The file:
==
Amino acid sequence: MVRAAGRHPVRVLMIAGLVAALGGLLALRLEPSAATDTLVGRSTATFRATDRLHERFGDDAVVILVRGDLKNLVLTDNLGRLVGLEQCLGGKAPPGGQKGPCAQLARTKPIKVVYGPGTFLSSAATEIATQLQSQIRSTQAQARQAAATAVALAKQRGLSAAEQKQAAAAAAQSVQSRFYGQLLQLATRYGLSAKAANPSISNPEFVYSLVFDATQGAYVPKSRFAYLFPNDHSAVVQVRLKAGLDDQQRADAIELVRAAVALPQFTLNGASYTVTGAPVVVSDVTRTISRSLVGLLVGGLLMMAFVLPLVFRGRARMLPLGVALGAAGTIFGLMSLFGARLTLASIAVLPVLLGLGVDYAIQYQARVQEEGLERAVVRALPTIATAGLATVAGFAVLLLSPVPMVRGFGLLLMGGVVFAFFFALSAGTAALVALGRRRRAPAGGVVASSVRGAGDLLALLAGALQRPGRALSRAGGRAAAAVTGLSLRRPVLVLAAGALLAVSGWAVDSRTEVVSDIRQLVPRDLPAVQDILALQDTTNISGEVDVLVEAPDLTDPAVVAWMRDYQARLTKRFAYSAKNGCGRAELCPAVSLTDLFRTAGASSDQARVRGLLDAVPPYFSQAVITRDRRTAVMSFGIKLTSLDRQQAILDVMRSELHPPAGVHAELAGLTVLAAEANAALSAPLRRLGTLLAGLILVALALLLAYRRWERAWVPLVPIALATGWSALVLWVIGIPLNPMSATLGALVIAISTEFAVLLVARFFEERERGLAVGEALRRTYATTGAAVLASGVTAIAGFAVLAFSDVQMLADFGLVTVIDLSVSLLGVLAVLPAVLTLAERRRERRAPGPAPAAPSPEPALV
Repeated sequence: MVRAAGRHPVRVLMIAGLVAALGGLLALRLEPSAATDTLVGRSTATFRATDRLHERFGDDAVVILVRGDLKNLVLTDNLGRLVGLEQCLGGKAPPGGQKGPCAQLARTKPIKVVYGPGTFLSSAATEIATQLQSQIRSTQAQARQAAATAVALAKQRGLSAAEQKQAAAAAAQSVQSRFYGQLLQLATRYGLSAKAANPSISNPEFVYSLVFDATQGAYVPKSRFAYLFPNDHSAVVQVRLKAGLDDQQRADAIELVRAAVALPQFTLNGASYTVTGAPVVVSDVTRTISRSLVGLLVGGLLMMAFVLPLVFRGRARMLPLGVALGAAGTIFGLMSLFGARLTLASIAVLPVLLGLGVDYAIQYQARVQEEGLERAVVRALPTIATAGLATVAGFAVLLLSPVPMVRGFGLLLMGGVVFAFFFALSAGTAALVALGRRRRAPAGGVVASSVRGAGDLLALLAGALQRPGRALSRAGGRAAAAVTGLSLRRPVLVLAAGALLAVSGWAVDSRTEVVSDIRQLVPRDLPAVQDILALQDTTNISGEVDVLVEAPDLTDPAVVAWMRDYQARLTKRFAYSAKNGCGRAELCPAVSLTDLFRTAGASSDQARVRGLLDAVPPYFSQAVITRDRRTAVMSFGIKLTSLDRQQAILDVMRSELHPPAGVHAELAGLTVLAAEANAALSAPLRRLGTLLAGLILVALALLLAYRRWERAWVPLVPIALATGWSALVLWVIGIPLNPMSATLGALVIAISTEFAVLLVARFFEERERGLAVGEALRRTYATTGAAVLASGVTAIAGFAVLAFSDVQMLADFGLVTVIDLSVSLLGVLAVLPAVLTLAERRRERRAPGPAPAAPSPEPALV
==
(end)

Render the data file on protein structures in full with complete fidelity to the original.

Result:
Amino acid sequence: MVRAAGRHPVRVLMIAGLVAALGGLLALRLEPSAATDTLVGRSTATFRATDRLHERFGDDAVVILVRGDLKNLVLTDNLGRLVGLEQCLGGKAPPGGQKGPCAQLARTKPIKVVYGPGTFLSSAATEIATQLQSQIRSTQAQARQAAATAVALAKQRGLSAAEQKQAAAAAAQSVQSRFYGQLLQLATRYGLSAKAANPSISNPEFVYSLVFDATQGAYVPKSRFAYLFPNDHSAVVQVRLKAGLDDQQRADAIELVRAAVALPQFTLNGASYTVTGAPVVVSDVTRTISRSLVGLLVGGLLMMAFVLPLVFRGRARMLPLGVALGAAGTIFGLMSLFGARLTLASIAVLPVLLGLGVDYAIQYQARVQEEGLERAVVRALPTIATAGLATVAGFAVLLLSPVPMVRGFGLLLMGGVVFAFFFALSAGTAALVALGRRRRAPAGGVVASSVRGAGDLLALLAGALQRPGRALSRAGGRAAAAVTGLSLRRPVLVLAAGALLAVSGWAVDSRTEVVSDIRQLVPRDLPAVQDILALQDTTNISGEVDVLVEAPDLTDPAVVAWMRDYQARLTKRFAYSAKNGCGRAELCPAVSLTDLFRTAGASSDQARVRGLLDAVPPYFSQAVITRDRRTAVMSFGIKLTSLDRQQAILDVMRSELHPPAGVHAELAGLTVLAAEANAALSAPLRRLGTLLAGLILVALALLLAYRRWERAWVPLVPIALATGWSALVLWVIGIPLNPMSATLGALVIAISTEFAVLLVARFFEERERGLAVGEALRRTYATTGAAVLASGVTAIAGFAVLAFSDVQMLADFGLVTVIDLSVSLLGVLAVLPAVLTLAERRRERRAPGPAPAAPSPEPALV
Repeated sequence: MVRAAGRHPVRVLMIAGLVAALGGLLALRLEPSAATDTLVGRSTATFRATDRLHERFGDDAVVILVRGDLKNLVLTDNLGRLVGLEQCLGGKAPPGGQKGPCAQLARTKPIKVVYGPGTFLSSAATEIATQLQSQIRSTQAQARQAAATAVALAKQRGLSAAEQKQAAAAAAQSVQSRFYGQLLQLATRYGLSAKAANPSISNPEFVYSLVFDATQGAYVPKSRFAYLFPNDHSAVVQVRLKAGLDDQQRADAIELVRAAVALPQFTLNGASYTVTGAPVVVSDVTRTISRSLVGLLVGGLLMMAFVLPLVFRGRARMLPLGVALGAAGTIFGLMSLFGARLTLASIAVLPVLLGLGVDYAIQYQARVQEEGLERAVVRALPTIATAGLATVAGFAVLLLSPVPMVRGFGLLLMGGVVFAFFFALSAGTAALVALGRRRRAPAGGVVASSVRGAGDLLALLAGALQRPGRALSRAGGRAAAAVTGLSLRRPVLVLAAGALLAVSGWAVDSRTEVVSDIRQLVPRDLPAVQDILALQDTTNISGEVDVLVEAPDLTDPAVVAWMRDYQARLTKRFAYSAKNGCGRAELCPAVSLTDLFRTAGASSDQARVRGLLDAVPPYFSQAVITRDRRTAVMSFGIKLTSLDRQQAILDVMRSELHPPAGVHAELAGLTVLAAEANAALSAPLRRLGTLLAGLILVALALLLAYRRWERAWVPLVPIALATGWSALVLWVIGIPLNPMSATLGALVIAISTEFAVLLVARFFEERERGLAVGEALRRTYATTGAAVLASGVTAIAGFAVLAFSDVQMLADFGLVTVIDLSVSLLGVLAVLPAVLTLAERRRERRAPGPAPAAPSPEPALV